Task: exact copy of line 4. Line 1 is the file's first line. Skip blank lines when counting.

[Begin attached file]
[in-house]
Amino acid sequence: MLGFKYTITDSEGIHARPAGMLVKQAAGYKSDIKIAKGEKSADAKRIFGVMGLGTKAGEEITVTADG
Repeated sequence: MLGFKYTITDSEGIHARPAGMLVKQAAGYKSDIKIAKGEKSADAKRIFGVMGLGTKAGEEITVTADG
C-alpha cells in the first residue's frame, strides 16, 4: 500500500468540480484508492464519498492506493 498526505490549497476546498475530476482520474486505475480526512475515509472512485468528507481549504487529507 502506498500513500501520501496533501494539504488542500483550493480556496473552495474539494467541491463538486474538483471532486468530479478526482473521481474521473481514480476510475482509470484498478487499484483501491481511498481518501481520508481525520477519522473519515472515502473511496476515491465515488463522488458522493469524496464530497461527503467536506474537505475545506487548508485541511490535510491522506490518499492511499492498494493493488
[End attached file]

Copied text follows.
C-alpha cells in the first residue's frame, strides 16, 4: 500500500468540480484508492464519498492506493 498526505490549497476546498475530476482520474486505475480526512475515509472512485468528507481549504487529507 502506498500513500501520501496533501494539504488542500483550493480556496473552495474539494467541491463538486474538483471532486468530479478526482473521481474521473481514480476510475482509470484498478487499484483501491481511498481518501481520508481525520477519522473519515472515502473511496476515491465515488463522488458522493469524496464530497461527503467536506474537505475545506487548508485541511490535510491522506490518499492511499492498494493493488